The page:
This project was conceived and developed as a part of Georgia Tech’s CS7634 – AI Storytelling in Virtual Worlds class taught by Mark Riedl. We created a multiplayer story generator in Python that would generate a Murder Mystery for the player.
Players choose the character they wish to play. Minor roles are NPCs.
- Motives :
- The simulated story generates motives for characters.
- During gameplay, these motives are divulged to the players. Multiple characters may have motives, but there is only one killer.
- The player must know the motive to claim Whodunnit
- Clues & Knowledge :
- Players must converse with other characters to piece the story together.
- Solving quests in the real world also divulges a clue.
- Inter-player dialogue is limited to exchanging information.
The player playing the murderer does not know he’s the murderer. Any player can choose to accuse each other or themselves when they think they know the murderer.
The scoreboard updates at the end of the game
Our story generator used a simulator with an Island based approach to guide the storyline.
We used a Django-Python data model to define all the models in our story with the relationships between them.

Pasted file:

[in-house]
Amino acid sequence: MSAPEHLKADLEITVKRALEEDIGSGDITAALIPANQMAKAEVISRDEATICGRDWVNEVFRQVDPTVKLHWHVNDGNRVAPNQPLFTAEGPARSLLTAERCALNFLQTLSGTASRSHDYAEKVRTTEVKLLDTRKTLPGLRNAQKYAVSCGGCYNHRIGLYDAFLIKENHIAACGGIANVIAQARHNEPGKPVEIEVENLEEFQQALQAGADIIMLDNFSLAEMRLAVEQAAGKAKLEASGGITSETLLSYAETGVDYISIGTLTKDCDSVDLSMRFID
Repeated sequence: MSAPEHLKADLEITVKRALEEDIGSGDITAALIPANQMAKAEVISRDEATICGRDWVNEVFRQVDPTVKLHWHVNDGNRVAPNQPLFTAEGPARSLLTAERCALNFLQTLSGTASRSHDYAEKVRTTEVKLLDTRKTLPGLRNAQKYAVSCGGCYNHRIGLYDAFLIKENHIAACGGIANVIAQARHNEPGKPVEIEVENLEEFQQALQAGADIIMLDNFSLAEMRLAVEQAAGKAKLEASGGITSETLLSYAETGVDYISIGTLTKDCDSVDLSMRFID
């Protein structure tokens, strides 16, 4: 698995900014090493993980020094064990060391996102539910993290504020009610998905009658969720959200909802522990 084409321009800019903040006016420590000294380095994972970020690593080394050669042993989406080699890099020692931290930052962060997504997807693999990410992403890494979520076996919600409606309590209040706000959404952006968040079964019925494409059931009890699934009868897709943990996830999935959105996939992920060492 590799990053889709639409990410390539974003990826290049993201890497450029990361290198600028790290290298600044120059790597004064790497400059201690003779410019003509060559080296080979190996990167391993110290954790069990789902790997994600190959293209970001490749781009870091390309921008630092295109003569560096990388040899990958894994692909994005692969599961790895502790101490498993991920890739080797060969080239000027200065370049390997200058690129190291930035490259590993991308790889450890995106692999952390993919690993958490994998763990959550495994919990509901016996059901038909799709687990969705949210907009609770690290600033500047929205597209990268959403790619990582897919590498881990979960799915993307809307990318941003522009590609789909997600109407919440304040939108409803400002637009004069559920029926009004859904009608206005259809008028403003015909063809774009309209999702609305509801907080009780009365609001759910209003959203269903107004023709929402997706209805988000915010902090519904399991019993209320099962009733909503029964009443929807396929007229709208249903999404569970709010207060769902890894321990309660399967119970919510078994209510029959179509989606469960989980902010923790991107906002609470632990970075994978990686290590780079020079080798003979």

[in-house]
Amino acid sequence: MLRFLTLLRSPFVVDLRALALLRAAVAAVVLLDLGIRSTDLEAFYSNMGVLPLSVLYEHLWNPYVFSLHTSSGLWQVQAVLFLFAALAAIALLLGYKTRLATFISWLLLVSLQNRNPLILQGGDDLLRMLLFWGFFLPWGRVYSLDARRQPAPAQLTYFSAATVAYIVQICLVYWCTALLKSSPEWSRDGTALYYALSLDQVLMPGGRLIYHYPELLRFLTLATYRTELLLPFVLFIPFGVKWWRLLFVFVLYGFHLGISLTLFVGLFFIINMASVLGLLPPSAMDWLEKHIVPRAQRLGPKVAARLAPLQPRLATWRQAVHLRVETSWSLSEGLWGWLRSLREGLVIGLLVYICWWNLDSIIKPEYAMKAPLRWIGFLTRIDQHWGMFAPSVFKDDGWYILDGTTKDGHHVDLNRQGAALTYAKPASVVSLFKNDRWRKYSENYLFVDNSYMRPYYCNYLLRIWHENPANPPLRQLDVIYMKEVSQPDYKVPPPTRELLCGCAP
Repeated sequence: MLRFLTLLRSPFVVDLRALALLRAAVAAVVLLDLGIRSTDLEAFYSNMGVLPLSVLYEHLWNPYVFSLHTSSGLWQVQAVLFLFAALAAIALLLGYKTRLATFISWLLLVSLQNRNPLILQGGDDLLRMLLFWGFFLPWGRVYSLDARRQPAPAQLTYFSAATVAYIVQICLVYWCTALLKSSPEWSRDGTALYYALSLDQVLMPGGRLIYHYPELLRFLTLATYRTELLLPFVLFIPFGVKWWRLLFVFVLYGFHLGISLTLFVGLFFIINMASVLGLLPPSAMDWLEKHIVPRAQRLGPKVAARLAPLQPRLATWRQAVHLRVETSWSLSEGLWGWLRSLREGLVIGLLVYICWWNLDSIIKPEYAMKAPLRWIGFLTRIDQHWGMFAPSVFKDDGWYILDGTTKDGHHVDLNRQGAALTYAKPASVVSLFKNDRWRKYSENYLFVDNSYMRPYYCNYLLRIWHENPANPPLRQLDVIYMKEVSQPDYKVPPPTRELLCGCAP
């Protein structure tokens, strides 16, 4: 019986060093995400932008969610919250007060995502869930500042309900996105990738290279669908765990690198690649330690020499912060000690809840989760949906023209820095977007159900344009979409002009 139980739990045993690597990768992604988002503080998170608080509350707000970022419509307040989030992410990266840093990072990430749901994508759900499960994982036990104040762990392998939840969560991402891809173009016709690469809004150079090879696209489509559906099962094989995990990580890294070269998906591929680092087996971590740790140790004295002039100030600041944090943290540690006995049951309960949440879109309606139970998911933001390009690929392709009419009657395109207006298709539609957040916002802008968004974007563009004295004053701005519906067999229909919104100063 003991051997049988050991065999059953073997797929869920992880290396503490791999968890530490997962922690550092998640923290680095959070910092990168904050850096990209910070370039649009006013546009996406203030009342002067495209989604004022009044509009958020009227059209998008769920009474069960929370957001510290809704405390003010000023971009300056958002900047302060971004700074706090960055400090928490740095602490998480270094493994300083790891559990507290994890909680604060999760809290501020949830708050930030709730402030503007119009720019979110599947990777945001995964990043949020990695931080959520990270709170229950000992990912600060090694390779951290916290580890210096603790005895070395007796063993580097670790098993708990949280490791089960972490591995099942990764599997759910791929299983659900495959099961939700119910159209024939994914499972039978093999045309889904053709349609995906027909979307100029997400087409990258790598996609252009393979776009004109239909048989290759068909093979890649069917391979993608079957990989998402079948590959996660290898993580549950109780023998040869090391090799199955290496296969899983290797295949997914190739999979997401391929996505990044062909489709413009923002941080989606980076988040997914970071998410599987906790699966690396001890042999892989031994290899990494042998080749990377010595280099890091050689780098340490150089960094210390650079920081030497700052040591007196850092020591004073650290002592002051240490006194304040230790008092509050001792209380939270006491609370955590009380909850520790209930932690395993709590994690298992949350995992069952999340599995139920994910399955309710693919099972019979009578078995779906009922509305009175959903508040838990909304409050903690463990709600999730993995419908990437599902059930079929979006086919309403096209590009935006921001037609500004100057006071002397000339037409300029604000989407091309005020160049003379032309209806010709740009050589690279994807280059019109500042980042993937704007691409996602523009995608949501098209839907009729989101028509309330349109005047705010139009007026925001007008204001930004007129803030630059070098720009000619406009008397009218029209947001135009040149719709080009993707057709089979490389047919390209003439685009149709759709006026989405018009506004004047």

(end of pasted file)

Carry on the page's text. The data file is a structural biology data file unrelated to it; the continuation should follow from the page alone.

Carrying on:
The simulation initially randomly assigns all objects and player characters around the locations in the game world. During each cycle in the simulation the characters are able to interact with objects in the locations (eg. pick up, drop, use, etc), interact with the characters in the locations (eg. talk, argue, etc) and walk around from one location to another. Modeled on real world interactions, characters may have altercations with one another that could lead to arguments or fights based on a probability defined by their interactions. These fights could escalate into a “murderous rage”. Once the killer and the intent/motive to murder has been found, the simulation allows the killer to walk around the world to collect objects that could be used as weapons or to harm the victim. Once the murder has been committed, the killer moves away, and incriminating evidence is hidden randomly in different locations. The simulation cycles are used to form the “Story History” which then informs the Quest/Clue generator in our application.